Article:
Preserved Fish

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For the process, see fish preservation.

Preserved Fish (1766–1846) was a prominent New York City shipping merchant[1] in the early 19th century. He served as president of the Bank of America, which was unrelated to the current institution of that name, and an early broker of the New York Stock & Exchange Board.[2] He was one of the leaders in the movement opposed to sabbatarianism in the United States.

His first name was properly pronounced with three syllables ("pre-SER-vedd"), and was a reference to being "preserved from sin" or "preserved in grace". His family, prominent in New York, also gave rise to Hamilton Fish, governor, senator, and secretary of state, and Stuyvesant Fish.

Preserved Fish was born in Portsmouth, Rhode Island. His father, a blacksmith, and grandfather were also named Preserved Fish.[2] As a youth, the younger Preserved Fish shipped to the Pacific on a whaler, becoming its captain at the age of 21. He soon realized that fortune lay in selling whale oil, not in getting it. He prospered as a merchant in New Bedford, Massachusetts, but had a political squabble and left for New York. He controlled a potent shipping firm named Fish & Grinnell – later Grinnell, Minturn & Co – which had its beginnings in his efforts to expand his whale oil market.[2] In 1812, he became a director of Bank of America, founded after the charter of the First Bank of the United States was not renewed.[3] He also was one of the 28 brokers of the New York Exchange Board, which later became the New York Stock Exchange.[2]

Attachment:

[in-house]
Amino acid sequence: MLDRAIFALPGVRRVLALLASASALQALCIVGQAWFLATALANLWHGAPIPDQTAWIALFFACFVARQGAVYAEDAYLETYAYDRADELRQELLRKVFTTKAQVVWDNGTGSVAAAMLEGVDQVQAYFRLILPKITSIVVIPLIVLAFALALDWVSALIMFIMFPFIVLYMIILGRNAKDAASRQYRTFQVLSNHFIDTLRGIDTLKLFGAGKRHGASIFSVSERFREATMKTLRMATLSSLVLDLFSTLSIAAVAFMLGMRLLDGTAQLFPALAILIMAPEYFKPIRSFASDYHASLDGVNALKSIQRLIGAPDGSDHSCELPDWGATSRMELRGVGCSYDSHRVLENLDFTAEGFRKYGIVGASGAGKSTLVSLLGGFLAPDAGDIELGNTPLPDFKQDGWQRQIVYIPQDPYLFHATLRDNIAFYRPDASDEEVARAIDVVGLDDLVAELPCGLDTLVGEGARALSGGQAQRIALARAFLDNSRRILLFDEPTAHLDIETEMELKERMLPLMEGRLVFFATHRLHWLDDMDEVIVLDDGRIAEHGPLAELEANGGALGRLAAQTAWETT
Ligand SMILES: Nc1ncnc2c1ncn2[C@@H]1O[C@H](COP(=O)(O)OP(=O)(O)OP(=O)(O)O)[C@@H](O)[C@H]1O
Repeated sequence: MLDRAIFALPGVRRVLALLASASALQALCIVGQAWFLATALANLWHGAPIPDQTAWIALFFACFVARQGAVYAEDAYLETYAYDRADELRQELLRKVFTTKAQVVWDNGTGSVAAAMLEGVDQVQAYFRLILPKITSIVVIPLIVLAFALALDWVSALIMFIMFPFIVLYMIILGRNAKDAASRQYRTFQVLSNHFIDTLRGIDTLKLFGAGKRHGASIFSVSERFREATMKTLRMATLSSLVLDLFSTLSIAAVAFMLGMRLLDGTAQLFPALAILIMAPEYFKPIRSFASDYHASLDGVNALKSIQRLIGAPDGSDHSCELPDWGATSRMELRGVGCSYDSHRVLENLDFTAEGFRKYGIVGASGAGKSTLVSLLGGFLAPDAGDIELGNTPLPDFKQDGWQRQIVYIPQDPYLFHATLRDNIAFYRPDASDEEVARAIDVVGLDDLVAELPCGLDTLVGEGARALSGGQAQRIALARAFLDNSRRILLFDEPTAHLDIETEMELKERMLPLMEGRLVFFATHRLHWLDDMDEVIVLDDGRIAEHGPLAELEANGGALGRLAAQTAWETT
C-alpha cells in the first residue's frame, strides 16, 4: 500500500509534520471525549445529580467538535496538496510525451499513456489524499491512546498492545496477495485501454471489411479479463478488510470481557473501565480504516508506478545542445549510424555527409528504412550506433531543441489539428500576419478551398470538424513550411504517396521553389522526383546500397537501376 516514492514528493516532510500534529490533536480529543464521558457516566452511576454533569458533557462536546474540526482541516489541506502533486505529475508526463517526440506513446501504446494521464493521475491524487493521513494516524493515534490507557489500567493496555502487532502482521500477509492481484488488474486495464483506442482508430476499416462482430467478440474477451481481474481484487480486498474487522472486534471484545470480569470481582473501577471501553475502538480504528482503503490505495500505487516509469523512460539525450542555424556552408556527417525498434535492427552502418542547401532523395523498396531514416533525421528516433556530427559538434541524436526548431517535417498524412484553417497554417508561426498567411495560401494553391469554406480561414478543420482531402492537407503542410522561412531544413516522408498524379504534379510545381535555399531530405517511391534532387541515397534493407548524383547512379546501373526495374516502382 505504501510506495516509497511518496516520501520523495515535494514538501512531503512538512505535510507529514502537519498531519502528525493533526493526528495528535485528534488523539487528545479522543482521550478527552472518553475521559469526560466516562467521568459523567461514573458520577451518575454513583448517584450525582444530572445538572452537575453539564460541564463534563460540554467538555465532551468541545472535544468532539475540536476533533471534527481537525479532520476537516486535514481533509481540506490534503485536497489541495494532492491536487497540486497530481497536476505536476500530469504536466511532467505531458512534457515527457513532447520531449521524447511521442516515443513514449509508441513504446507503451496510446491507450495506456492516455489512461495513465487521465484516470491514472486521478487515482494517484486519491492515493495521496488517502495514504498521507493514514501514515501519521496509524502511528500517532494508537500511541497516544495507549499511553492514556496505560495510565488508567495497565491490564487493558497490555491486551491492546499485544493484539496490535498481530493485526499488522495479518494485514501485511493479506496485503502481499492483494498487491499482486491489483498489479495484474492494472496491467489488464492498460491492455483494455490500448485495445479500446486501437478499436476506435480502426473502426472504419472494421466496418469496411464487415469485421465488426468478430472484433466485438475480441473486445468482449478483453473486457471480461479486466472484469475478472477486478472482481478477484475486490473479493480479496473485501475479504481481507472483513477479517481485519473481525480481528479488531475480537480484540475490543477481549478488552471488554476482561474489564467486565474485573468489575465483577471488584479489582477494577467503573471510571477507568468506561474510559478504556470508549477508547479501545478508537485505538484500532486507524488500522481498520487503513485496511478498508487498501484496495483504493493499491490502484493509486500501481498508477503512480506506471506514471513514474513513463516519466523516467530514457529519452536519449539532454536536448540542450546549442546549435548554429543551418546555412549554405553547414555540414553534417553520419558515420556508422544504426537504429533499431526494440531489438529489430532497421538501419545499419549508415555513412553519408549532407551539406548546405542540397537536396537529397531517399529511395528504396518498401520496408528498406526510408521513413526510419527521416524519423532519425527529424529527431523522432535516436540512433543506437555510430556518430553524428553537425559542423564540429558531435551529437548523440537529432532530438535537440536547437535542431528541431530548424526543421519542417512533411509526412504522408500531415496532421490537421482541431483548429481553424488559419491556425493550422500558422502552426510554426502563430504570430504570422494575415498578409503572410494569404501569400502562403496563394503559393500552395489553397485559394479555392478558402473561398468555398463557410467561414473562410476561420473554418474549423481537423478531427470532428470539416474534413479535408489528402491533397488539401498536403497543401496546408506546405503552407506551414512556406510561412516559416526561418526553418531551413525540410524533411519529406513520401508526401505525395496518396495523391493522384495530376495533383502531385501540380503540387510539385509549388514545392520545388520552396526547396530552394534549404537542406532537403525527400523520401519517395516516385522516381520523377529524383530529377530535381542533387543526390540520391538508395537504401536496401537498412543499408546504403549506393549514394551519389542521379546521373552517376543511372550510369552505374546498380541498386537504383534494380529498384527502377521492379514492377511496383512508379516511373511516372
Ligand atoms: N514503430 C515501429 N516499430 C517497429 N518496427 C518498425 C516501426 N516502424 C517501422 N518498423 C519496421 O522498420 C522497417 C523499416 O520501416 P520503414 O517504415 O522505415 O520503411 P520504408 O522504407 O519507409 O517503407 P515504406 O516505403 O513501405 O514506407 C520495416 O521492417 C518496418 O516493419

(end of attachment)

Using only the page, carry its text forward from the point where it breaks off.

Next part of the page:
After his resignation from Fish & Grinnell and a brief retirement from business, he served until his death as President of the Tradesman's Bank.[2] He was also involved with Tammany Hall: along with Gideon Lee, another banker, his faction controlled the Democratic Party in New York City at the time that the Locofoco reformers attempted, unsuccessfully, to take it over.[4]

He is buried in the New York City Marble Cemetery.[5]


  1. ^ Pratchett, Terry (2005). "Real People". The Art of Discworld. London: Gollancz. ISBN 0-575-07712-3. 
  2. ^ a b c d e "Letters, Oct. 26, 1931". Time. 1931-10-26. Retrieved 2010-05-22. 
  3. ^ "Business: Tale of Two Banks". Time. Oct 12, 1931. Retrieved 12 October 2010. 
  4. ^ Burrows, Edwin G. & Wallace, Mike (1999), Gotham: A History of New York City to 1898, New York: Oxford University Press, ISBN 0-195-11634-8  p.609
  5. ^ New York City Marble Cemetery "Landmark Designation" Check |url= value (help). official site. March 4, 1969. Retrieved 2011-05-13. 

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